Ted knew only pain, despair, and darkness, which he focused in to studying etymology, reading, and science. The darkness is ever present in his otherwise normal-seeming interests. Ted’s interest in bugs begins with placing them in the “killing jar” where he slowly kills his subjects. He dissects living animals with seeming indifference, viewing them as objects and not living things. When Ted’s psyche breaks in a psychotic episode, he attacks his neighbor and murders her seven-year-old daughter.
Ted retreats in to the woods, so familiar to him to be an escape. When he is attacked by a bearded man, Ted isn’t sure if he is real, or an apparition of his worst fears. Ted is arrested and tried by his small-town community who are gunning to make Ted pay at any cost, burning with moral and religious superiority. An unlikely savior fights to get Ted the care he desperately needs, as his case is appealed, which will decide the rest of Ted’s life.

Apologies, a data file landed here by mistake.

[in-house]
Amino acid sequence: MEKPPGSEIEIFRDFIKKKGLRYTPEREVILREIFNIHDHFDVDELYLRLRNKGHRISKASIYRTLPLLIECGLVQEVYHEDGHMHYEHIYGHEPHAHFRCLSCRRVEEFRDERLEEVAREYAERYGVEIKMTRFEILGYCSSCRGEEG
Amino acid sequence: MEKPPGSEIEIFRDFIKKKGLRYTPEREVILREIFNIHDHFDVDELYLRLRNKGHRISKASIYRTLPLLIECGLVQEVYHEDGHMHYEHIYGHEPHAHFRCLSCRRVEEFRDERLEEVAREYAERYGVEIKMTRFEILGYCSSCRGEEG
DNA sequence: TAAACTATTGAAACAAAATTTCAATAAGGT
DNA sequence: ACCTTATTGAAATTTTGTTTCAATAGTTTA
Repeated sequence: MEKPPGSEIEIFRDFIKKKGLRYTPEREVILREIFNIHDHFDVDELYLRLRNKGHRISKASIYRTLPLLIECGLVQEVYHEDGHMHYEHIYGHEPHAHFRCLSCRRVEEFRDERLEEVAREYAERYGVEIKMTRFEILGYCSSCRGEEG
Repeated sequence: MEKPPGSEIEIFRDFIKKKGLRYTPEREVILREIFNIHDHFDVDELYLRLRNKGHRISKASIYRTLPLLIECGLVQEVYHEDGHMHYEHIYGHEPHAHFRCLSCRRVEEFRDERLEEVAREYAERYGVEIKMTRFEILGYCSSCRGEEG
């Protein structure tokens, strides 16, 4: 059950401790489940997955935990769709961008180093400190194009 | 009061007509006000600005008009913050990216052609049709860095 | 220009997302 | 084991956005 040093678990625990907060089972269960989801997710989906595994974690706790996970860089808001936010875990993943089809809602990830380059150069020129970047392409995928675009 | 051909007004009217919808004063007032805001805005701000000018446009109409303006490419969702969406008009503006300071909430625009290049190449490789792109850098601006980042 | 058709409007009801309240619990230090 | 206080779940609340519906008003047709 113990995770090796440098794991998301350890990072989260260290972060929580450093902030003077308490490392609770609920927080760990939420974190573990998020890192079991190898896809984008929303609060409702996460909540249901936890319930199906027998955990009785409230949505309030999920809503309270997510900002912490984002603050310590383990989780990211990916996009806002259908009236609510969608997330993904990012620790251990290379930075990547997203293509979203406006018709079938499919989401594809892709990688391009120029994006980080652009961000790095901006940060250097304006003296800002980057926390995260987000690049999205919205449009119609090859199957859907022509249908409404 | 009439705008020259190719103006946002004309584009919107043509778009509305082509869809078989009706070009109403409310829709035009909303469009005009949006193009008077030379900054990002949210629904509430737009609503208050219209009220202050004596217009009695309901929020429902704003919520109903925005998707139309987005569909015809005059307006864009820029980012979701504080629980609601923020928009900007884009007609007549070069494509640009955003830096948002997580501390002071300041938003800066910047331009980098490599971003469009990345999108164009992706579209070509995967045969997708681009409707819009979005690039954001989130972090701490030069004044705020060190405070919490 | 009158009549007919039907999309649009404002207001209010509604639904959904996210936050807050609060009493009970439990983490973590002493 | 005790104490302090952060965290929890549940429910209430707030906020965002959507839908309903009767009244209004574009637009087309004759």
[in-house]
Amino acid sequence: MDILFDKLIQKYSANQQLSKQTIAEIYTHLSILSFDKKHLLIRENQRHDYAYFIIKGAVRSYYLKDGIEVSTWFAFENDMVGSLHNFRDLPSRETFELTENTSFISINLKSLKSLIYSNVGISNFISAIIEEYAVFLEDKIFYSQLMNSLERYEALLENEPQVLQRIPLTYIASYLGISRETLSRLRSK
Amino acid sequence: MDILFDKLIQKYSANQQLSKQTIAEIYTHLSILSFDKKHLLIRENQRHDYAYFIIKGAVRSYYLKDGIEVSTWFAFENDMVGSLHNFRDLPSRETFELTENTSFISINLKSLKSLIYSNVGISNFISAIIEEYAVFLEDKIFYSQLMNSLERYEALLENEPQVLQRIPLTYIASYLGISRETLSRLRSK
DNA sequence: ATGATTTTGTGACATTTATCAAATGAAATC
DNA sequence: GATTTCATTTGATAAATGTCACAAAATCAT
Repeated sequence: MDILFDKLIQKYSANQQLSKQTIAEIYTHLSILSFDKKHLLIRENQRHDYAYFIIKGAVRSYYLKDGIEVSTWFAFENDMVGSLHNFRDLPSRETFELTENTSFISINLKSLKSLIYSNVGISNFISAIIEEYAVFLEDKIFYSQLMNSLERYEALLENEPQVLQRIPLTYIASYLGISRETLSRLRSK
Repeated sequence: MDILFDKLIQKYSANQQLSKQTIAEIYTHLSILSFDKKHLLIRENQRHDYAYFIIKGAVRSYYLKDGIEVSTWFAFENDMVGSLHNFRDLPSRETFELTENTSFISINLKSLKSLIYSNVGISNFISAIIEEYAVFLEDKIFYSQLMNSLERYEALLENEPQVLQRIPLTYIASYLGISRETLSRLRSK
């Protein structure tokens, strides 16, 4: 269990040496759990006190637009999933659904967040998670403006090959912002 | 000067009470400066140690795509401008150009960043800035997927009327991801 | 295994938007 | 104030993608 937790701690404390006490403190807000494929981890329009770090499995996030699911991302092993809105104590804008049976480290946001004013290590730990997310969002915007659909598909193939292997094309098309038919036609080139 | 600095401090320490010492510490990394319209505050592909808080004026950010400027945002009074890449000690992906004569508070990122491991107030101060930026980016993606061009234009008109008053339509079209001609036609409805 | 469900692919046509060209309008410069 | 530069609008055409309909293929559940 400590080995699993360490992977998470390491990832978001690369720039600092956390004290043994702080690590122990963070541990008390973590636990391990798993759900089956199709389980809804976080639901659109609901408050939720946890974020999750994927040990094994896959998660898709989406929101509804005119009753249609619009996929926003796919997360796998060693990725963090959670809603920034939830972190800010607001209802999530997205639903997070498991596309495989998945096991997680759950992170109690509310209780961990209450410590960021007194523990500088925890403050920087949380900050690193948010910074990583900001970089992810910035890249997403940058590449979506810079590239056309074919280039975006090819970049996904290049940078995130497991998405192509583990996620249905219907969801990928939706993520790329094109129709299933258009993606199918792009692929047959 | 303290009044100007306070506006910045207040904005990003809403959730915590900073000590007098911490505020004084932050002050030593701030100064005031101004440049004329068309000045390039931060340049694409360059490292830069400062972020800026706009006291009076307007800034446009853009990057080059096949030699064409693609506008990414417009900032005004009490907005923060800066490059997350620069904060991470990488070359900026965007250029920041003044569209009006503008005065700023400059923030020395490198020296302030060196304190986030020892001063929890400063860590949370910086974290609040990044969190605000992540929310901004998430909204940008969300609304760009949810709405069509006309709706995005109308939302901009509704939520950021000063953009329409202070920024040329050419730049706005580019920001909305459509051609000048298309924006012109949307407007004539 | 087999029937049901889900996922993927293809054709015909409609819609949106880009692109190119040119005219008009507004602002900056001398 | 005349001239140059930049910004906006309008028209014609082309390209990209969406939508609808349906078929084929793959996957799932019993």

The Killing Jar masterfully balances a fluid blend of Ted’s story, court testimony, legal documents, and psychological reports to bring you in to the small community that was rocked by the violence of the murder. Ted’s story adds a layer of depth to the stark callousness of the legal proceedings, and allows the reader the chance to connect with Ted’s situation with empathy and understanding. While there is no expectation that Ted should be forgiven for his crime, the reader is able to see the entire story from multiple angles. This circular view also allows the reader the opportunity to invest in the desperation of Ted’s situation, and ache for him to get the care he needs before he is lost to his own internal demons forever.
While The Killing Jar is no easy read, it provides a unique approach and perspective often not afforded to other books that instead sensationalize the crime and psychology of “the guilty.”
Reviewed by Rachel J. Richards